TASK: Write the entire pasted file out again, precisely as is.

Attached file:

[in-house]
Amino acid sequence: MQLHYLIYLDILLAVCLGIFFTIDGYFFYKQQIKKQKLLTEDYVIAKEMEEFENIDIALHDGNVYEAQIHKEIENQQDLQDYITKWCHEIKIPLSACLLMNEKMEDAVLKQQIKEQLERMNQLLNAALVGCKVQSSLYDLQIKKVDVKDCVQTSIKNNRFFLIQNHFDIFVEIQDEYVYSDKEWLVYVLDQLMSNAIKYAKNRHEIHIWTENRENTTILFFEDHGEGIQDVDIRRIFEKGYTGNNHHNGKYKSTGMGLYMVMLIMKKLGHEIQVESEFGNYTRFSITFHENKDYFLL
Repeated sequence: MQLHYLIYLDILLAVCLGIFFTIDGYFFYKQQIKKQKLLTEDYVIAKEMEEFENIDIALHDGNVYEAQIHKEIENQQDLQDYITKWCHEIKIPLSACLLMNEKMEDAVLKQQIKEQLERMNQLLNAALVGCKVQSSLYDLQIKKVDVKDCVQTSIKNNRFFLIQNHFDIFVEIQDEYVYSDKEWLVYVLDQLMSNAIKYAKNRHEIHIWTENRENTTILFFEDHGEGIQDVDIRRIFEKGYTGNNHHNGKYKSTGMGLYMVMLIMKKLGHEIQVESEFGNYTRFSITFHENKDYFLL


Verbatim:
[in-house]
Amino acid sequence: MQLHYLIYLDILLAVCLGIFFTIDGYFFYKQQIKKQKLLTEDYVIAKEMEEFENIDIALHDGNVYEAQIHKEIENQQDLQDYITKWCHEIKIPLSACLLMNEKMEDAVLKQQIKEQLERMNQLLNAALVGCKVQSSLYDLQIKKVDVKDCVQTSIKNNRFFLIQNHFDIFVEIQDEYVYSDKEWLVYVLDQLMSNAIKYAKNRHEIHIWTENRENTTILFFEDHGEGIQDVDIRRIFEKGYTGNNHHNGKYKSTGMGLYMVMLIMKKLGHEIQVESEFGNYTRFSITFHENKDYFLL
Repeated sequence: MQLHYLIYLDILLAVCLGIFFTIDGYFFYKQQIKKQKLLTEDYVIAKEMEEFENIDIALHDGNVYEAQIHKEIENQQDLQDYITKWCHEIKIPLSACLLMNEKMEDAVLKQQIKEQLERMNQLLNAALVGCKVQSSLYDLQIKKVDVKDCVQTSIKNNRFFLIQNHFDIFVEIQDEYVYSDKEWLVYVLDQLMSNAIKYAKNRHEIHIWTENRENTTILFFEDHGEGIQDVDIRRIFEKGYTGNNHHNGKYKSTGMGLYMVMLIMKKLGHEIQVESEFGNYTRFSITFHENKDYFLL